T Nation

Why Do BBers Do Strength Programs?

As the title would suggest I am wondering why people wanting to get big and look good are being told to do starting strength or 5/3/1 and other programs focusing on strength based linear or percentage progression.

I see guys in the gym all the time doing SS for a year with the idea that they will get strong and that will in turn allow them to get bigger later but it never seems to work. The guy squatting big weights for low reps then tried to do a bodybuilding routine and his supposed strength evaporates once he goes over 5 repetitions.

I have seen guys make progress on 5/3/1 but mostly strength, but I always see guys who train like a bodybuilder, make more progress in terms of looking like a bodybuilder, which seems blindingly obvious.

So where has this pro heavy compound anti volume anti isolation advice come from in recent years? How do you feel about guys advising people to use your program to get big and have you seen a similar progression scheme of say 12/10/8 with percentages based on a 12 rep max? 5/3/1 seems to me like a simple way to teach ramping if used in the context of bodybuilding.

I disagree with what you are saying, just from personal experience. I do 531, and yesterday for my bench 3+ week, I did 300 for 4, then afterwards dropped back to 240 which was the same weight as my first set, and knocked out 12 reps. Sometimes I drop back to 225 after my third set, and can hit 15-16 reps at that. Seems like a wide rep range, so my strength isn’t just in the low reps. Oh, and morning weigh in, 150.0 lbs.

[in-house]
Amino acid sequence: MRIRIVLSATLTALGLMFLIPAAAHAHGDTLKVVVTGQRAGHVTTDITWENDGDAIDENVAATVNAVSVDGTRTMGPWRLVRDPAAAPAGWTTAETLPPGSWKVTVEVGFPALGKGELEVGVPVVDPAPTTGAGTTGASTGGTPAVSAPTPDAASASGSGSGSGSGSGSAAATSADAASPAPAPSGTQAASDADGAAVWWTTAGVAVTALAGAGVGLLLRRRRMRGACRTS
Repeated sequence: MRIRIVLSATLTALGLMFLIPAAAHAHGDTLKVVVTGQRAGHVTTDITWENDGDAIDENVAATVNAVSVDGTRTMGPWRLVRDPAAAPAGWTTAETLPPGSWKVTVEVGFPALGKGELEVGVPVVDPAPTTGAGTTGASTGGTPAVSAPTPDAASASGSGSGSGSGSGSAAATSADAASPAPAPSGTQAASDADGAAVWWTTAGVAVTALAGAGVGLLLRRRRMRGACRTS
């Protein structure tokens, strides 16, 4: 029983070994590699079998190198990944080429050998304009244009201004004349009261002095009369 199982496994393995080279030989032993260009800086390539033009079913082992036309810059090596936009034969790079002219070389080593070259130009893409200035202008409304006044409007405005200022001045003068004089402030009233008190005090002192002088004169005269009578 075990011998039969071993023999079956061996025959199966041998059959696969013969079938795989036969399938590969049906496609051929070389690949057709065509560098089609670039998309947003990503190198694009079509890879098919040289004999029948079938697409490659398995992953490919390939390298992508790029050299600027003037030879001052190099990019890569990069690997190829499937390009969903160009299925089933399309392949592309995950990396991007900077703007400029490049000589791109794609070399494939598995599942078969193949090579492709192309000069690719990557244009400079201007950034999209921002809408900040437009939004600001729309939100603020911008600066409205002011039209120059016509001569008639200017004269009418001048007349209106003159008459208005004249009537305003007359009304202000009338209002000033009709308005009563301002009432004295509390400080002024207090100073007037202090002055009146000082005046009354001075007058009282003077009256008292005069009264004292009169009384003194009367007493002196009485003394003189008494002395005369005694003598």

[quote]some_dude wrote:
Do you really think that someone who can squat 500lbs suddenly becomes weak on the 6th rep?

Do you not think that someone who is used to squatting for 5 reps might take a couple of weeks before they’re accustomed to squatting for 10 reps?

This is one of the dumber questions I’ve seen on this forum. If you put a tiny bit of thought into this question I bet you could answer this yourself.
[/quote]

First almost no one squats them numbers natural. I am talking about starting strength and other routines being recommended to young guys as a first program who want to get into bodybuilding. 5/3/1 has became the number one recommendation, but I still fail to see how squatting big weights leads to more hypertrophy, as opposed to squatting 180 pounds with high reps and a calorie surplus.

If you look at zach on the SS boards he squats big weight and is rips poster boy for SS. Yet people who leg press and do a bunch of leg curls have better built legs within a year of doing split routines.

Again I am not shitting on SS or 5/3/1. I am saying they re great for building strength. But why are these being recommended to kids wanting to build muscle, when it is not optimal for that.

And I am not criticising Wendler for it, He clearly states what 5/3/1 is for. I am just asking why he thinks people are trying to prescribe routines when they are not appropriate for the goals of someone looking to build muscle first and have some numbers to boast about second.

And to answer your assertion that they don’t lose strength not the sixth rep, no they don’t but they do lack any sort of muscular endurance and as soon as they go from squatting 250lbs 3x5 on the novice program and try and do a split, they find that in order to hit 8-12 reps they are pretty much squatting what they were before doing SS. This is not true for everyone but it is quite common.

Then there seems to genuinely be people who do not respond at all to low rep training and can not increase weight linearly and have zero adaption to strength in the lower rep training routine.

In fact the reason I am now doing 5/3/1 is because I am joining the military and noticed that doing a few Wendler cycles starting light got my overhead press to be over what it was on SS in just a few cycles. Doing AMRAP on plus sets made me respond in a way I never did training with low reps.